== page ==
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Bob Miller and his Moth Class dinghy sailing on the Lane Cove river in the late 1950s.

Ben Lexcen

1936 - 1988

Ben Lexcen (Bob Miller) has a special place in yachting history as the designer of the yacht Australia II which first won the Americas Cup from the Americans. Lexcen was always trying different ideas and prepared to move in a different direction, but not always with immediate success.

Personal background:

Ben Lexcen was born Robert Clyde Miller in Boggabri, NSW, March 19 1936, and had a difficult early life with only 5 years of formal schooling. He was abandoned by his parents and ended up in the care of his grandfather in Newcastle. They lived in New Lambton near the border of Adamstown and Broadmeadow. There he began to take a keen interest in the sea and boats. Warren Elliott was a school friend whe they both attended Cook's Hill Intermediate High School in Newcastle, and he recalled the following:

"Rob (Ben) was always drawing sailing boats and in particular sails. He would do this at any opportunity he got in class. On reflection we must have been sitting next to each other for two years as I recall one year convincing him to join in a sweep we had going for the Melbourne Cup. He was very reluctant to do so but, after much persuasion from myself, he put in sixpence for a horse. Much to his surprise and mine - his horse won. The winnings would have been only about five shillings. (Fifty cents in today's currency). He wasn't an outward going lad but, more the quiet type keeping mainly to himself."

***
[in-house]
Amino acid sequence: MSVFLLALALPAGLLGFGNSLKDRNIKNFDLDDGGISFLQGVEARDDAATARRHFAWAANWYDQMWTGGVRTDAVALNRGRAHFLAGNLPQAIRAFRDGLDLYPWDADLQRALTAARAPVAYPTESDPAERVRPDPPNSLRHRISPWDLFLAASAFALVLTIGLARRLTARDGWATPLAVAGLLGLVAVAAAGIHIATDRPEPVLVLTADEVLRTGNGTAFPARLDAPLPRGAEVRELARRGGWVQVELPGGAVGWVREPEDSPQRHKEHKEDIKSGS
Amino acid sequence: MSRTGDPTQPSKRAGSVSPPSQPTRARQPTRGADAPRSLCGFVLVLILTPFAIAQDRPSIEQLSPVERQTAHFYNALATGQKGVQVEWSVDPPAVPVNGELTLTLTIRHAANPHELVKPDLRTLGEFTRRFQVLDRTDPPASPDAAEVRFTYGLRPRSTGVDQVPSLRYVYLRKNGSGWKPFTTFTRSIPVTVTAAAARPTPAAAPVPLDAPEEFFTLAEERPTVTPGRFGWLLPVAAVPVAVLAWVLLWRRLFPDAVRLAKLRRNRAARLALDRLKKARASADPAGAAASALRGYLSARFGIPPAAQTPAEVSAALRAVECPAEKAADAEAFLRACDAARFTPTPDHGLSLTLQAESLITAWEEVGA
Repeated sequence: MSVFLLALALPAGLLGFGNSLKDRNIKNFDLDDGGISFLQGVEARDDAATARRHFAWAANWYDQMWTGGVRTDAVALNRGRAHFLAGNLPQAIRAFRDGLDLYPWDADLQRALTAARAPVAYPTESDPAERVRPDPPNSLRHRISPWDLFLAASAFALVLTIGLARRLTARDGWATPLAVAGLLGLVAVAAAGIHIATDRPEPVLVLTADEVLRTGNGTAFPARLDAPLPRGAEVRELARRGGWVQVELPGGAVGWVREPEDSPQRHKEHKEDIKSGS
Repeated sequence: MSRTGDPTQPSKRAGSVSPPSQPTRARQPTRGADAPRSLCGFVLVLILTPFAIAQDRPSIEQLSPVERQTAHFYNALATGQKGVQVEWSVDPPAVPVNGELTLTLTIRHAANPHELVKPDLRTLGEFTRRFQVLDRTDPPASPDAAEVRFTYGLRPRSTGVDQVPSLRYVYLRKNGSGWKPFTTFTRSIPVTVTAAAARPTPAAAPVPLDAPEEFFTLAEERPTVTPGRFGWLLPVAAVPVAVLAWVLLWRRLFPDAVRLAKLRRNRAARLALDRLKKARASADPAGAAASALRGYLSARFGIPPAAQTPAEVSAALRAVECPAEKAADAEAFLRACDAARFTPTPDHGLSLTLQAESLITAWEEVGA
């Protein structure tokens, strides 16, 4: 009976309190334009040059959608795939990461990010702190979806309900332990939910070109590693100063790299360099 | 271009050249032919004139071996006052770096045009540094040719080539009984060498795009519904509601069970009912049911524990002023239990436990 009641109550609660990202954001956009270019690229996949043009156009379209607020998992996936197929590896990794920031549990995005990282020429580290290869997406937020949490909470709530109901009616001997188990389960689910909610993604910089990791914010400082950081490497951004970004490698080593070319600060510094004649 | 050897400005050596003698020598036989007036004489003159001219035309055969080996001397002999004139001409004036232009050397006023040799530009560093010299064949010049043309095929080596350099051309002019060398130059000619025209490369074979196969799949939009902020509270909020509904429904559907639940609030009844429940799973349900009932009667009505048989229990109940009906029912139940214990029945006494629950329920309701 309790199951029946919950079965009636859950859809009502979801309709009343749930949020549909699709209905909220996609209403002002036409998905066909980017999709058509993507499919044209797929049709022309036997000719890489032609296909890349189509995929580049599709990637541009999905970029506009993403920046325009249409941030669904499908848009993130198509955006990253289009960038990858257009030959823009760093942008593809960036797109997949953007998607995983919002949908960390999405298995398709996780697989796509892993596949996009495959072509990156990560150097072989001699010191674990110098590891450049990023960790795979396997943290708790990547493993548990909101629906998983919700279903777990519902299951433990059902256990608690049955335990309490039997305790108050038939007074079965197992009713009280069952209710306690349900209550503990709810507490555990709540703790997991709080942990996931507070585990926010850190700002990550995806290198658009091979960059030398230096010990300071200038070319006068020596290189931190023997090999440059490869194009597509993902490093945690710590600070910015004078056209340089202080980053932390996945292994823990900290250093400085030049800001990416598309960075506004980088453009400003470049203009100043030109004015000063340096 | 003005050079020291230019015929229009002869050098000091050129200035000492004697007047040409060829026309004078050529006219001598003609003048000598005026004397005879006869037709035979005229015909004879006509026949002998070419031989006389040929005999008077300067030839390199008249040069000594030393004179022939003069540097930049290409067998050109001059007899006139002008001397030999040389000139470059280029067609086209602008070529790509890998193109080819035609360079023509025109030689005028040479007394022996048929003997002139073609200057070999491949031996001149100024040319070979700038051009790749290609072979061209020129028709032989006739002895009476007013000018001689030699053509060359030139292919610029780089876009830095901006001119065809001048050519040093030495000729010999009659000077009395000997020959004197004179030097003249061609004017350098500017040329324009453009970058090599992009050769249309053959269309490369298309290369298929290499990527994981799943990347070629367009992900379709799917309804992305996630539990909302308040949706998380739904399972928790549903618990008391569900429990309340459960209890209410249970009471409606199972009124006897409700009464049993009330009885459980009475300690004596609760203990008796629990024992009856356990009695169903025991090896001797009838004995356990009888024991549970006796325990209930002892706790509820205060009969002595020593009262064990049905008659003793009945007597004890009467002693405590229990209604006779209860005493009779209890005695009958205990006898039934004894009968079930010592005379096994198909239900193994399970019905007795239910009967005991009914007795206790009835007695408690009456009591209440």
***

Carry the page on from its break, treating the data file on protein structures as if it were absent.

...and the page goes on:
After leaving schoolat the end of 1954 he went to work for the NSW State Railways and was apprenticed as a fitter and turner. While working there he built his first boat. In his early twenties he learnt sail making, and moved to Sydney. Sailing and related work then became his full time occupation.

In Sydney he formed a close and lasting friendship with the Ryves family at Hunters Hill, and especially with Carl Ryves with whom he often sailed. Their home became his home for a period. They sailed together on Carl's Flying Dutchman and Bob built a catamaran of his own design.

In the late 1950s Norman Wright in Brisbane invited Bob to leave Sydney and join his boatyard to run the new sail making part of the business. In typical fashion he arrived to start work unannounced and penniless, but the Wrights took him in and he joined both the firm and the family. He remained there until 1961 when another friendship and partnership was formed with Craig Whitworth and the two won an inter-dominion championship in the Flying Dutchman class. At the end of this event they decided to set up a sail making business in Sydney where the market was much bigger. Again, with little concern for the consequences he appeared to simply abandon the Wrights who had acted as his parents, sponsors and tutor while he was with them and started afresh under the banner of Miller and Whitworth.

The Miller and Whitworth firm was a success from its brash beginnings with full page adds in the sailing magazines. The business grew into a design and sail making firm with clients from all over Australia and some from overseas.

In the mid 1970s Miller abandoned this partnership and moved on, initially alone but for the 1977 America's Cup design he was partnered by Johan Valentjin, an ex Sparkman and Stevens employee. This arrangement survived for a short time beyond the Cup series and some more yacht designs were completed before this partnership also folded. By now Miller had become exasperated by the fact that his name could be used by previous businesses with whom he was no longer associated. In an impetuous act, he simply changed his name, and almost overnight it was Ben Lexcen, but nothing else had changed.

The America's Cup win in 1983 allowed Lexcen to set up a sizable office with intentions of becoming an established international design firm. The office was successful but in May 1988 Lexcen died of a sudden and massive heart attack.